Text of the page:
Even in old, black-and-white photographs, Paul Newman and Joanne Woodward’s love is as visible and vibrant as if they’re standing right in front of you. Considered by many “Hollywood’s golden couple,” the Academy Award-winning actors’ union spanned five decades, until Newman’s death in 2008. Since her husband’s death, Joanne has stayed out of the spotlight, and the couple’s three daughters fiercely guard the privacy she has fought to maintain.
While a 50-year marriage is no small feat in an industry known for its messy breakups, Woodward and Newman didn’t seem to see it that way. “People stay married because they want to, not because the doors are locked,” Newman once said. Besides, as he famously quipped, “I have steak at home. Why should I go out for hamburger?”
As enviable as their relationship would become, when he first met Woodward in 1953, Newman was still married to his first wife, Jackie Witte, with whom he had three children.
The handsome 28-year-old was making his Broadway debut in the play Picnic. It was a hot August day, and Woodward, then 22 and an understudy in the play, was sweating in her high heels and gloves. She sought relief in her agent’s air-conditioned office, and that’s when she first saw Newman. He looked “like an ice cream soda ad,” she told Today, with his pristine seersucker suit, soon-to-be-signature blue eyes, a thick head of hair, and not a drop of sweat in sight. But Woodward wasn’t impressed. In fact, she thought, “That’s disgusting.” To her, Newman was “just a pretty face”.
Newman, on the other hand, was charmed by the beautiful blonde from Thomasville, Georgia. “She was modern and independent, whereas I was shy and a bit conservative. It took me a long time to persuade her that I wasn’t as dull as I looked,” Shawn Levy quotes him in Paul Newman: A Life.
Timing was also an issue—he was already married, after all, and Woodward didn’t want to break up a family. Nevertheless they became friends and kept in touch. However, in 1957, when they reconnected to film The Long, Hot Summer, the chemistry was undeniable, on- and off-screen.
Finally, Witte agreed to a divorce, and Newman and Woodward wed in Las Vegas on January 29, 1958, and honeymooned at Connaught Hotel in London.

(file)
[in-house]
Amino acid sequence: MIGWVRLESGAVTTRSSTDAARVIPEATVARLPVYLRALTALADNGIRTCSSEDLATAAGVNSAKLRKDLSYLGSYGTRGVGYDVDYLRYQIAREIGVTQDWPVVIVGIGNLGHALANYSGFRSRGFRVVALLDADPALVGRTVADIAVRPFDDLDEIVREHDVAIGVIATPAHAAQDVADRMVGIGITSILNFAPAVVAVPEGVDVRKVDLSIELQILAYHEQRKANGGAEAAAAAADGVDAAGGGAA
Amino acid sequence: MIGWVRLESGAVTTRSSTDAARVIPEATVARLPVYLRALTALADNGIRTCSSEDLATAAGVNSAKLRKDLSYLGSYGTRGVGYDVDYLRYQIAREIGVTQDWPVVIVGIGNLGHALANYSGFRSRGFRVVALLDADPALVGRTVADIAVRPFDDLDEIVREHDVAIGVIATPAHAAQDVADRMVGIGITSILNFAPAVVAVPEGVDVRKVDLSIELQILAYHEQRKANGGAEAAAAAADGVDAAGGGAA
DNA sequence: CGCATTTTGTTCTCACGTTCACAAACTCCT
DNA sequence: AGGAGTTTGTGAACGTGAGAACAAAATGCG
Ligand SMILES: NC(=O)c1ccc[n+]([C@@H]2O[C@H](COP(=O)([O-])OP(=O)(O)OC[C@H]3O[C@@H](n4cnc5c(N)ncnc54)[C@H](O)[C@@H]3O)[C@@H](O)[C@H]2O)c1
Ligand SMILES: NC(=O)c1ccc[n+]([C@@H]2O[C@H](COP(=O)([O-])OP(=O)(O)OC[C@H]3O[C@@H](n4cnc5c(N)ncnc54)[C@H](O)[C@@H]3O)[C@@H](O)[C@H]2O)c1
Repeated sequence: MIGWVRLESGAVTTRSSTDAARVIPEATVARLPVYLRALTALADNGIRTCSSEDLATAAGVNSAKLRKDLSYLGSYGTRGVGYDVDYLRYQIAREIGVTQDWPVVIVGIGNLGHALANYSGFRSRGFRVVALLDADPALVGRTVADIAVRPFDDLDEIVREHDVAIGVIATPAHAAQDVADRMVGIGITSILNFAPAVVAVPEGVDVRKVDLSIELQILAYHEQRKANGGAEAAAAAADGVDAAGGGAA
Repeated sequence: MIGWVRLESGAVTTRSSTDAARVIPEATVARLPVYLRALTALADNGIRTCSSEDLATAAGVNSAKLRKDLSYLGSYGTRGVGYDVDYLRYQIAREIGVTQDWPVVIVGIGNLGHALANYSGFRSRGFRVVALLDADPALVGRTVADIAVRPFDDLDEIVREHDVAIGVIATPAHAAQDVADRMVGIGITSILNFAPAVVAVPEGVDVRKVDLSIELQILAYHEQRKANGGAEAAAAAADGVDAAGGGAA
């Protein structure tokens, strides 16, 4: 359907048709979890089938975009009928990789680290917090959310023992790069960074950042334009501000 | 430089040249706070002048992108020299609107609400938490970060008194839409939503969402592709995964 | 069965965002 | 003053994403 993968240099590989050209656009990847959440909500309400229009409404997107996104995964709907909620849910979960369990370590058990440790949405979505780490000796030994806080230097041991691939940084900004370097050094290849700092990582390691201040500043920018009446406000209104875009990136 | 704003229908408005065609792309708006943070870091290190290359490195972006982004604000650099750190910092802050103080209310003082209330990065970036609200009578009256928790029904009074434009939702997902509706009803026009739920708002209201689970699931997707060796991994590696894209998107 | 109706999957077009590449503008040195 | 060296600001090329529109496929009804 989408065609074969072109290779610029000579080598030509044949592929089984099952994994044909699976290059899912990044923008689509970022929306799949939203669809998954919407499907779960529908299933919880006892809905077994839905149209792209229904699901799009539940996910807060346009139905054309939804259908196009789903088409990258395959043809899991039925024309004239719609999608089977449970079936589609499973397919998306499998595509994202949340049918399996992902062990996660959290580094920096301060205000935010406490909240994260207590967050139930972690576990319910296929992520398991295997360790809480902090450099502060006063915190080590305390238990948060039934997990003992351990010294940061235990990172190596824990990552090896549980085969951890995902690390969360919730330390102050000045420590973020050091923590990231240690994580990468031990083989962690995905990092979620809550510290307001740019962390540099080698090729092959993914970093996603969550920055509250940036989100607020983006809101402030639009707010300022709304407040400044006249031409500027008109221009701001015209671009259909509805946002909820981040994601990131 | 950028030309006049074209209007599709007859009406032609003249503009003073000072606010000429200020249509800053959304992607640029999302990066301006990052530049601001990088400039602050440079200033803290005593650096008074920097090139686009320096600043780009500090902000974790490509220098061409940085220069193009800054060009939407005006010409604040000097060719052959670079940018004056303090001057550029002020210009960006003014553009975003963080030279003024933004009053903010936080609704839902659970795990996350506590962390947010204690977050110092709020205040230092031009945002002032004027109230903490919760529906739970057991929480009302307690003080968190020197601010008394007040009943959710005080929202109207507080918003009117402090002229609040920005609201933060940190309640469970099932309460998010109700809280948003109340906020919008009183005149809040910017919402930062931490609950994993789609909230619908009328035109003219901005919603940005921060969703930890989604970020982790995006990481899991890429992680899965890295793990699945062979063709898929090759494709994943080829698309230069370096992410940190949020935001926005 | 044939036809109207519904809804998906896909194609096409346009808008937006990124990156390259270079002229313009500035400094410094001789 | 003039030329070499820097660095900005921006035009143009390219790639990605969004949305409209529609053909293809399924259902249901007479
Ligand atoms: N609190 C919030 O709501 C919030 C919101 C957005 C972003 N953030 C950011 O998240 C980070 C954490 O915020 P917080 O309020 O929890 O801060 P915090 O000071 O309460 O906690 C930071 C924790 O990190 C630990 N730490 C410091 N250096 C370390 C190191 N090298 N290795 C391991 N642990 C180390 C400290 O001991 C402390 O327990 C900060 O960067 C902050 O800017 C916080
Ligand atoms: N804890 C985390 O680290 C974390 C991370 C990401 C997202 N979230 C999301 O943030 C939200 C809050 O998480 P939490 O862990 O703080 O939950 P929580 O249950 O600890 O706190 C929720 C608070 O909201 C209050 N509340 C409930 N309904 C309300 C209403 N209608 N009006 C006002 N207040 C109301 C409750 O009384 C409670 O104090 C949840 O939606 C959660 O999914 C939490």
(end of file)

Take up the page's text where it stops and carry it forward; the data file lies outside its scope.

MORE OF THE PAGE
Despite his newfound happiness, Newman felt “guilty as hell” about leaving his first wife. “And I’ll carry it with me for the rest of my life,” he’s quoted in Paul Newman: A Life.
Still, he and Woodward went on to enjoy a mostly healthy relationship, settling down in an 18th-century Connecticut farmhouse. “He’s very good looking and very sexy and all of those things, but all of that goes out the window and what is finally left is, if you can make somebody laugh,” Woodward said to Today. “And he sure does keep me laughing.” Newman, meanwhile, attributed their success to “some combination of lust and respect and patience. And determination.”
The actors starred in two more films together, Paris Blues (1961) and Mr. and Mrs. Bridge (1990). They welcomed three daughters, Elinor “Nell” Newman, Melissa “Lissy” Newman, and Claire “Clea” Olivia Newman, and in 1968, Newman directed his wife in Rachel, Rachel, for which she earned her second of four Academy Award nominations (she won in 1958 for The Three Faces of Eve). Newman took home his own Oscar in 1987, for The Color of Money.
Off-screen, the power couple became actively involved in charitable organizations, most notably Newman’s Own Foundation, which was born when Newman and writer A.E. Hotchner mixed some salad dressing for friends. It was so popular, they eventually launched it into a business. “Let’s give it all away to those who need it!” Newman said. Soon they were also selling pasta sauce, popcorn, salsa, and more, with 100 percent of the proceeds going to nonprofit organizations (over $485 million to date). Newman also took up racing and become a pretty successful driver.
Things may not have always been perfect. The New York Times reported the couple admitted their union was turbulent at times. Newman was rumored to have had an affair, as well as a taste for beer (despite being an anti-drug and alcohol activist due to his son’s tragic death from overdose in 1978). But by most accounts (and there are many, from celebrities like Liev Schreiber to average Joes), Newman and Woodward were the picture of a happy husband and wife.
Of once seeing them together, author Carol Joynt wrote, “Joanne Woodward sat on the ground with her back against the trunk of a big tree, her legs stretched out in front. In her lap rested the head of Paul Newman, who occasionally reached up to touch her face and hair as he savored the music. It’s possible I gaped. To this day it’s the most romantic thing I ever witnessed.”
PROC. BY MOVIES